Lefkas was a quiet time for us, as we waited for Adam and Bek to arrive. It turns out they had some issues getting over the border from Albania and then missed the bus. They eventually made it, and it meant that we had time to go get stocks including our delicious wine out of the barrel. This was a sneaky tip from Greg and Julia that we had met in Trizonia, and we are so glad they told us about the wine maker. We bought 10 Litres for 17 Euros.
The first morning with Adam and Bek on board was an early one. We wanted to go through the Lefkas Canal bridge opening at 8am, to set off on our 33 nautical mile sail to Paxos.
It was fairly slow going, with barely any wind. We took the opportunity of having extra hands on board to try and set the spinnaker (remember we don’t have a sock). The wind was light enough to make it a success!!
Our first stop on Paxos was Monganissi. Having the shallow draft on this catamaran is a bonus. Where most monohulls had to anchor, we were able to pull up to the town quay where the rocks came up too shallow for the others.
It was beautiful and peaceful, and a great spot to have a nice swim followed by some evening beers.
The next sail was much shorter, only about 15 nautical miles to Lakka, the epitome of paradise. The crystal clear blue bay was packed with boats. Understandably all wanted to be anchored out in the beautiful water, rather than tied up to the town quay. Again, our shallow draft gave us a prime position, away from the town quay and the anchored boats.
The evening was spent drinking large beers whilst watching the socceroos almost beat the Dutch in the World Cup. Almost.
The short walk back to the boat was extremely eventful when we stumbled across a mass geese orgy around the only puddle in sight. We quickly figured out their mating dance, which Adam decided he would imitate whilst walking towards them. This ended with him squealing like a little girl and running around the corner when one of the geese came at him in aggressive acceptance of his mating call. We were all in fits of laughter.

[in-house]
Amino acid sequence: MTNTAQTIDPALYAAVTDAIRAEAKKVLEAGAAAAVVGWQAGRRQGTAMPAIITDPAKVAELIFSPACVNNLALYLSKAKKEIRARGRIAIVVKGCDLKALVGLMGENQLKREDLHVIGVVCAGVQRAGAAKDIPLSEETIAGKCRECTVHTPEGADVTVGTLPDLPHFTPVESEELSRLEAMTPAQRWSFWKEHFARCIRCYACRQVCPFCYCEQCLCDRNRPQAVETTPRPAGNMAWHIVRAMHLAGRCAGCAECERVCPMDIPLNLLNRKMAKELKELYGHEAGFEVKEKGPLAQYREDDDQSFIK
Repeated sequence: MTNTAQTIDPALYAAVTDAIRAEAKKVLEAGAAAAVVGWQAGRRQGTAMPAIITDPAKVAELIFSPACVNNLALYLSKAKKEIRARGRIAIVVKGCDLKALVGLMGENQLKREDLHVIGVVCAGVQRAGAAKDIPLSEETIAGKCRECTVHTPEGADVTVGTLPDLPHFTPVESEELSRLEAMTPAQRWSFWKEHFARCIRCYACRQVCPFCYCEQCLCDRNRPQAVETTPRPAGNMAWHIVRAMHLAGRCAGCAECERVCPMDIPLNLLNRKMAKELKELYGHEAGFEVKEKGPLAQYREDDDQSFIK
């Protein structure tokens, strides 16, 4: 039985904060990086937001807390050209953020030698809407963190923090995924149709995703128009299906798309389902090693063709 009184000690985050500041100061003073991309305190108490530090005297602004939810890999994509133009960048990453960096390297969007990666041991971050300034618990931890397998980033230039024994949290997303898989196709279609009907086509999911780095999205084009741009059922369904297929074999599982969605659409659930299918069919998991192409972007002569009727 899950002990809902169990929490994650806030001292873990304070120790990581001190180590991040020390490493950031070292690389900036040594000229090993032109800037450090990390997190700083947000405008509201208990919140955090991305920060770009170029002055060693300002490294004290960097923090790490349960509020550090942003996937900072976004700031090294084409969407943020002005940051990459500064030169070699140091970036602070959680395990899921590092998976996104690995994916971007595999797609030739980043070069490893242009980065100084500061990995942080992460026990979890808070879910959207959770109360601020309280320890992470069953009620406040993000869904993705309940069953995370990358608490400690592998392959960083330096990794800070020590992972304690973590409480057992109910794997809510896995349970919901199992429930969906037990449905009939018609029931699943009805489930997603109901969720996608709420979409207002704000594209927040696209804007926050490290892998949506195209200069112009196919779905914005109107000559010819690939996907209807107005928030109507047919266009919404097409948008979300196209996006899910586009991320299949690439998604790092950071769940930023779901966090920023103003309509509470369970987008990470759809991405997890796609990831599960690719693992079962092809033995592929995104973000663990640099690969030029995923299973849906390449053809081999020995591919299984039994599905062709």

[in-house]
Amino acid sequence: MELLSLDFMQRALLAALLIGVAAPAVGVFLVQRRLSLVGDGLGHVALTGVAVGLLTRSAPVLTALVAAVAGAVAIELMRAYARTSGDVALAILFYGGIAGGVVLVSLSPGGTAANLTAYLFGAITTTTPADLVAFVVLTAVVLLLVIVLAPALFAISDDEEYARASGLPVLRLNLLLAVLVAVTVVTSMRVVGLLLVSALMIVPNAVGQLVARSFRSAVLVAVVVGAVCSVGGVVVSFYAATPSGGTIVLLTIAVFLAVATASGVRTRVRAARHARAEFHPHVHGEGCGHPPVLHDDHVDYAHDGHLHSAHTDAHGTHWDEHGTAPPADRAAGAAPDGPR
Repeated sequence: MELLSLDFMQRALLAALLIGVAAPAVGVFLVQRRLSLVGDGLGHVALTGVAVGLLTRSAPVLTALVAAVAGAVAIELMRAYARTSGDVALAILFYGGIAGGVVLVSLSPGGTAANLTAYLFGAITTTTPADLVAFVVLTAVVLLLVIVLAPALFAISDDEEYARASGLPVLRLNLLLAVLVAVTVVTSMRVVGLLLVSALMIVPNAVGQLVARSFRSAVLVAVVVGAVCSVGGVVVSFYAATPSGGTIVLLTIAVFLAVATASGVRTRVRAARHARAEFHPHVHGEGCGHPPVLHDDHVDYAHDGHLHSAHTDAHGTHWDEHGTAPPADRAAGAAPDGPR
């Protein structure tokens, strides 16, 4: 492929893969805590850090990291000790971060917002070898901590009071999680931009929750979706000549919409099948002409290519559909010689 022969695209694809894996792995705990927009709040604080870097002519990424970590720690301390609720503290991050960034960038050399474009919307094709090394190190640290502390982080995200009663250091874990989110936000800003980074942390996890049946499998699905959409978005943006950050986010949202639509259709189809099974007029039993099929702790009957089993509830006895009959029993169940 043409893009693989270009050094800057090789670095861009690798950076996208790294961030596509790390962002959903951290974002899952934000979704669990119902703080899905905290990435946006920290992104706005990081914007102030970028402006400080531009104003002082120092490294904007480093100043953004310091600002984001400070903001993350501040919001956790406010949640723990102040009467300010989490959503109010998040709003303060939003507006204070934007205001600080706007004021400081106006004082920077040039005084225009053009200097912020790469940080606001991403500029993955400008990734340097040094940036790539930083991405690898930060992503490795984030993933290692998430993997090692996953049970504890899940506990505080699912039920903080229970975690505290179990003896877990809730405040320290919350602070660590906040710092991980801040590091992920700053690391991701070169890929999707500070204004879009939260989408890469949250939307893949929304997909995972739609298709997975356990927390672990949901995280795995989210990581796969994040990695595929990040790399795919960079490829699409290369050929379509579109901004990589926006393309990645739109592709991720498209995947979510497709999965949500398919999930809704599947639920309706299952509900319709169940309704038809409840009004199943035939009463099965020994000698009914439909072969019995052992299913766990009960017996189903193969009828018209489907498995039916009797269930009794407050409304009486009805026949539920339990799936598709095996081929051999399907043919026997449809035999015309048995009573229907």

The next day we took off towards Corfu island with favourable winds of 10 – 15 knots on the beam. The wind speed slowly increased more and more. Adam and Bek sitting at the front of the boat shrieked with surprise when they saw a large bolt of lightening strike to the East. We were in bright sunshine, and watched towards the storm carefully, deciding that it was moving away from us.
The winds increased some more, so Ryan and decided to reef the sail. We were focusing on this, when Bek walked down to the back of the boat and calmly asked whether the triangle shaped cloud at the edge of the storm was normal. I let out a swear word, and indicated it looked like a waterspout was forming. We watched as the triangle quickly stretched towards the water, and then sucked up the water underneath creating a large water tornado.
There was some nervous excitement on the boat. Decisions had to be made as to whether it would be beneficial to drop the motor in, in case this thing came towards us and we had to drop the sails. However, we did not want to slow the boat down and keep up our 8 knots of speed. We decided that the waterspout was moving more to the East with the storm and we would just keep going on our course with the sails up. The tornado did not let up for some time, leaving us in absolute awe and worried for the boats that were close to it.
Adam and Bek were unsure of how to deal with this situation, and whether they should be worried. Ryan’s nervous laugh eased their concerns somewhat. As did me getting the camera out to take photos.
Bek later met a lady who told her that they were sailing right through the middle of the storm and there were another two smaller tornados that we were unable to see from our distance.
Soon after the waterspout disappeared we heard what sounded to be a tear. Uh oh! Yep, our main sail ripped on the stitching at the eyelet where ryan had tied it down for the reef. This damn main sail!
We dropped it and sailed only with the jib, knowing the storm was not going to chase us down. We came across the gem anchorage of Ak Levkimmis and stopped for an impromptu swim in the 2m of clear water. The water clarity here is unbelievable until you see it. The photos will never do it justice, and each time we see it we can’t believe our eyes.